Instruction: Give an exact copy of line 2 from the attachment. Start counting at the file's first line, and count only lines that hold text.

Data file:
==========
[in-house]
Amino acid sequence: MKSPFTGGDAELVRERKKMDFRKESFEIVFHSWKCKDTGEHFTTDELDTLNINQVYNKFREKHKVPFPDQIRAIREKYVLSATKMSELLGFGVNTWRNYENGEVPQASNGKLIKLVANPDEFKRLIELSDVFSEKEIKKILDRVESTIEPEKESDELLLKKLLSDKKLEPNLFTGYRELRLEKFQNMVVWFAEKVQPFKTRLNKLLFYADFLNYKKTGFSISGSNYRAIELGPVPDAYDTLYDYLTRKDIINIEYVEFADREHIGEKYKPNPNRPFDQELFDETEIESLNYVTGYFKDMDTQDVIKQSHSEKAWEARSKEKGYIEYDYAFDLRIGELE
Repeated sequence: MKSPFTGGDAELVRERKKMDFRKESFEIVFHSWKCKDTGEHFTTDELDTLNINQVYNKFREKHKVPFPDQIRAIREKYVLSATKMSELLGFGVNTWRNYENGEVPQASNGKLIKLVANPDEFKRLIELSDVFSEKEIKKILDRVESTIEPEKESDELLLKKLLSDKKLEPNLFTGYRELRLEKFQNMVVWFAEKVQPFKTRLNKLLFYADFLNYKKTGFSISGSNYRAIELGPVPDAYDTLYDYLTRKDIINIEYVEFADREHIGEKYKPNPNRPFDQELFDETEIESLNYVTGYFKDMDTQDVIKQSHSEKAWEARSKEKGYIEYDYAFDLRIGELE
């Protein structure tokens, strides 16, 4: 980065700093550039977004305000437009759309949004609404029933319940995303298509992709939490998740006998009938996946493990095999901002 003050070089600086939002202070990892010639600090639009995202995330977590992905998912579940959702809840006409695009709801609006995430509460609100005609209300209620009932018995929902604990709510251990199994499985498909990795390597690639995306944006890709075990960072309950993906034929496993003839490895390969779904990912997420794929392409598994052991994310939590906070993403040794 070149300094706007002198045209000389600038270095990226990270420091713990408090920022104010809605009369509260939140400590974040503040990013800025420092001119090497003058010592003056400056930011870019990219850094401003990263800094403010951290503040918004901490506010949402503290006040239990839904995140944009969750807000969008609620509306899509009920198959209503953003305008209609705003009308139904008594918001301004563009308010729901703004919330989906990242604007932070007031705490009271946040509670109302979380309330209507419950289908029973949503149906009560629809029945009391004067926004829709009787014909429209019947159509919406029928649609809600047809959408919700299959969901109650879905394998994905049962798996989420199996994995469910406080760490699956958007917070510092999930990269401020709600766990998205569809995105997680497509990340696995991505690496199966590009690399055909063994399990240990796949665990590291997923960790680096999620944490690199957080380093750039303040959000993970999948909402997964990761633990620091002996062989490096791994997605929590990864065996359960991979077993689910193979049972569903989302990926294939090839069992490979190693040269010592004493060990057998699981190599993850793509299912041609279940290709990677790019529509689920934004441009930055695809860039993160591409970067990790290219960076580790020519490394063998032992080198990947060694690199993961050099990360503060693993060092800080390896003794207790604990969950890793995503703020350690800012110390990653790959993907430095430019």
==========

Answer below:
Amino acid sequence: MKSPFTGGDAELVRERKKMDFRKESFEIVFHSWKCKDTGEHFTTDELDTLNINQVYNKFREKHKVPFPDQIRAIREKYVLSATKMSELLGFGVNTWRNYENGEVPQASNGKLIKLVANPDEFKRLIELSDVFSEKEIKKILDRVESTIEPEKESDELLLKKLLSDKKLEPNLFTGYRELRLEKFQNMVVWFAEKVQPFKTRLNKLLFYADFLNYKKTGFSISGSNYRAIELGPVPDAYDTLYDYLTRKDIINIEYVEFADREHIGEKYKPNPNRPFDQELFDETEIESLNYVTGYFKDMDTQDVIKQSHSEKAWEARSKEKGYIEYDYAFDLRIGELE